Investments in gold – or, for that matter, any type of precious metal – has definitely grown in popularity recently. It seemed to go through a little bit of a slump a few years back. People seemed to have lost their faith in the ability of gold to be a great investment. But it’s the classic go-to investment. The fact is that the value of gold remains consistent through tough financial times. This has, no doubt, always helped its popularity go through a periodic resurgence.
But for many, investing in gold seems like a luxury. It’s not just because of the luxurious connotations of the word gold. It’s because a decent investment requires, of course, money. And not many people really have the luxury of being able to take advantage of the investment opportunity gold offers. But what many people don’t realize is that they can use their retirement savings to make such investments.
These sorts of investments are often permitted in retirement plans. After all, you’re not taking the money out of the plan for immediate use. (Which, of course, can come with several early withdrawal penalties.) It’s being invested in something that will probably help your retirement. That being said, not every retirement plan type is going to be very friendly towards this type of thing.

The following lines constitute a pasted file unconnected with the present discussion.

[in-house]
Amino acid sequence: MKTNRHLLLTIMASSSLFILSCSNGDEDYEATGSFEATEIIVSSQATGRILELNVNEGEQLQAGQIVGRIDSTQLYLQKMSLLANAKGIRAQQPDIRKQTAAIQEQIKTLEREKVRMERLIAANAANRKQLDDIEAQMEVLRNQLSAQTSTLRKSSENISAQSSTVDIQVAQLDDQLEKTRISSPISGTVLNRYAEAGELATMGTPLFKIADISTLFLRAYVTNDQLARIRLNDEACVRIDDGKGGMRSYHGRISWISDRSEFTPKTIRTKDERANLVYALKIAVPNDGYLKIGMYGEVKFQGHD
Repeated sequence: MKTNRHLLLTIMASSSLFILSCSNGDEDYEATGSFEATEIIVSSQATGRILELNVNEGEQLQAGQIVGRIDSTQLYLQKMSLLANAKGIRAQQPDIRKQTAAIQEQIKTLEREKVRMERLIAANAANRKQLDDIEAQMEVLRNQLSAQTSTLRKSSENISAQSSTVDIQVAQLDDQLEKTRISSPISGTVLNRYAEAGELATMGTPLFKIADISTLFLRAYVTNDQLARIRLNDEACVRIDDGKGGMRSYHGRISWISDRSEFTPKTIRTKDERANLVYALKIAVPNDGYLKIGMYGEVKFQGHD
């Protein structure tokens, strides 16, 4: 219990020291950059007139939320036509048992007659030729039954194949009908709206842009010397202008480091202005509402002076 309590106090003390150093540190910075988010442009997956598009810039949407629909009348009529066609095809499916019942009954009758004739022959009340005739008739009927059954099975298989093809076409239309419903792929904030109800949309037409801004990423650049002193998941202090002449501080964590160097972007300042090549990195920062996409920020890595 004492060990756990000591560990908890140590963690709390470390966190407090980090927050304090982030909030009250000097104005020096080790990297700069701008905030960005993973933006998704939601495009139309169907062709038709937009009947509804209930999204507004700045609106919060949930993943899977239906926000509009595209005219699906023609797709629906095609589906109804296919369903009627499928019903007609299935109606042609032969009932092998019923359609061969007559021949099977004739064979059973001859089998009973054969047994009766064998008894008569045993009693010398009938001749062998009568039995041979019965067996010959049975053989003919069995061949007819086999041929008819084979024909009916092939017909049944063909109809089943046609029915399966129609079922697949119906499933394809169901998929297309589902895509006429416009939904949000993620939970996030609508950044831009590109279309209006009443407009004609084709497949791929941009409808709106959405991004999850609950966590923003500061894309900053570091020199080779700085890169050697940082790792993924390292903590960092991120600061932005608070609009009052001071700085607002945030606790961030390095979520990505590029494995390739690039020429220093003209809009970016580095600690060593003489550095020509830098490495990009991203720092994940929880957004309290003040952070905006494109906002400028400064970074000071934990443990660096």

401ks are the most popular retirement plan type in the United States. And there are plenty of good reasons for that popularity, too. But when it comes to investments, they’re probably not going to be as flexible as you want them to be. A 401k account is controlled heavily by your employer. (Which, to be frank, is probably the primary reason 401ks are so popular. Bosses like to offer them because they’re easier for them to control.) 401ks generally only allow for investments chosen from a predetermined list of assets approved by the employer. It’s not very often that employers have any sort of precious metal in such a list.
If you want to move as far away as possible from an employer-directed retirement plan? Then your best bet is probably to go with a self-directed retirement plan. A self-directed IRA doesn’t have the asset restrictions that an employer will place on a 401k. Working with the IRA custodian designated to you by your trust company, you make investments in gold using funds from your plan. In fact, self-directed IRAs will allow you access to pretty much any investment type you could think of. It’s why a lot of successful investors use self-directed IRAs instead of allowing someone else control of their plan.
The other type of plan is the traditional IRA. Roth IRAs are also an option, but traditional IRAs remain the most popular of the two. These sorts of IRAs allow for a lot of tax benefits. (Some of these are overstated, however. You’re told that your contributions won’t be taxed until you withdraw the money, but that’s the only time a tax could possible affect you.) You can invest in precious metals using a traditional IRA or Roth IRA. But you’re definitely more limited in your options. You also have to involve several parties in the plan, instead of keeping it all without one trust company.